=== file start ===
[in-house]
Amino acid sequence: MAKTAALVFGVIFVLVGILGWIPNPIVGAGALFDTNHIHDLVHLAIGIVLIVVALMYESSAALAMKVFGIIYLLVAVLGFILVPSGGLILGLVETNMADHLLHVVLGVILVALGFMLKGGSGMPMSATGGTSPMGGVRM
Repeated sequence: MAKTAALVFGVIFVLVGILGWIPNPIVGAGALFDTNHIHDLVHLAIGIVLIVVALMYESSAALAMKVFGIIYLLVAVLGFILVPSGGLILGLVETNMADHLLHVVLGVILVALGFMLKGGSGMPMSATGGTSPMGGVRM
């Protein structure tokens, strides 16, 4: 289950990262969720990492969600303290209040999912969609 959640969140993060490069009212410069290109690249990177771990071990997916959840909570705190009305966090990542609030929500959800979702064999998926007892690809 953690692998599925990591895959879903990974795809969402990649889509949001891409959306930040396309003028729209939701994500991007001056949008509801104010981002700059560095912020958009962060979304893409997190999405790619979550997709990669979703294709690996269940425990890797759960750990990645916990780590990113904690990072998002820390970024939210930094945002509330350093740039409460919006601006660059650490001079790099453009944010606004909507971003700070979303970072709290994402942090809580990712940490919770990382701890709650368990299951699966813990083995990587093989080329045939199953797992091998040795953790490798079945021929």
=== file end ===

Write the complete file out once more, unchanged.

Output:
[in-house]
Amino acid sequence: MAKTAALVFGVIFVLVGILGWIPNPIVGAGALFDTNHIHDLVHLAIGIVLIVVALMYESSAALAMKVFGIIYLLVAVLGFILVPSGGLILGLVETNMADHLLHVVLGVILVALGFMLKGGSGMPMSATGGTSPMGGVRM
Repeated sequence: MAKTAALVFGVIFVLVGILGWIPNPIVGAGALFDTNHIHDLVHLAIGIVLIVVALMYESSAALAMKVFGIIYLLVAVLGFILVPSGGLILGLVETNMADHLLHVVLGVILVALGFMLKGGSGMPMSATGGTSPMGGVRM
């Protein structure tokens, strides 16, 4: 289950990262969720990492969600303290209040999912969609 959640969140993060490069009212410069290109690249990177771990071990997916959840909570705190009305966090990542609030929500959800979702064999998926007892690809 953690692998599925990591895959879903990974795809969402990649889509949001891409959306930040396309003028729209939701994500991007001056949008509801104010981002700059560095912020958009962060979304893409997190999405790619979550997709990669979703294709690996269940425990890797759960750990990645916990780590990113904690990072998002820390970024939210930094945002509330350093740039409460919006601006660059650490001079790099453009944010606004909507971003700070979303970072709290994402942090809580990712940490919770990382701890709650368990299951699966813990083995990587093989080329045939199953797992091998040795953790490798079945021929």